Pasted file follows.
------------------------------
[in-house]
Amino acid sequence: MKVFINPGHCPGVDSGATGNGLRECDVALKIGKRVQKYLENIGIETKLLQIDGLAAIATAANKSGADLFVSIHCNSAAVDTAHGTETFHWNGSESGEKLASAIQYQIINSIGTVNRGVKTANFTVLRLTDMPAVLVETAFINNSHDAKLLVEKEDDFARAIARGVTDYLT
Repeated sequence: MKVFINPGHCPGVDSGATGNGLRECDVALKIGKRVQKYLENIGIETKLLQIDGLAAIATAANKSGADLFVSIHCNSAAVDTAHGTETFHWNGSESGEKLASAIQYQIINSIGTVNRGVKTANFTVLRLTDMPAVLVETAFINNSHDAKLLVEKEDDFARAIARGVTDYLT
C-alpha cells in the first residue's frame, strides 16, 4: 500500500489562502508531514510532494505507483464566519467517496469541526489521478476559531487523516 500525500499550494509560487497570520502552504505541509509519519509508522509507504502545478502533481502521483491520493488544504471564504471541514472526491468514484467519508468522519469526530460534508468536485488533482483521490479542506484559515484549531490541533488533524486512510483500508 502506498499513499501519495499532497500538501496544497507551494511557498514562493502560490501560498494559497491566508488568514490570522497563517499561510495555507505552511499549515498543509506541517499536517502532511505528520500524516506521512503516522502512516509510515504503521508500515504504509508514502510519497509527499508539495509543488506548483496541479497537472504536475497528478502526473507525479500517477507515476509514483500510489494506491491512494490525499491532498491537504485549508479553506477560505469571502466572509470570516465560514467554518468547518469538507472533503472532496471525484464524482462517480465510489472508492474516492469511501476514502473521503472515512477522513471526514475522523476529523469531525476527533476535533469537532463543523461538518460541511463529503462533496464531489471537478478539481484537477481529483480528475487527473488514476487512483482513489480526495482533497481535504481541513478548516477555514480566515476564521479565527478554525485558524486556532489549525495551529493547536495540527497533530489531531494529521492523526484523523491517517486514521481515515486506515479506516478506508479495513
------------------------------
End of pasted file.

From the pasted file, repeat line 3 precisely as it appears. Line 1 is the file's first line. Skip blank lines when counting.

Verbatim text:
Repeated sequence: MKVFINPGHCPGVDSGATGNGLRECDVALKIGKRVQKYLENIGIETKLLQIDGLAAIATAANKSGADLFVSIHCNSAAVDTAHGTETFHWNGSESGEKLASAIQYQIINSIGTVNRGVKTANFTVLRLTDMPAVLVETAFINNSHDAKLLVEKEDDFARAIARGVTDYLT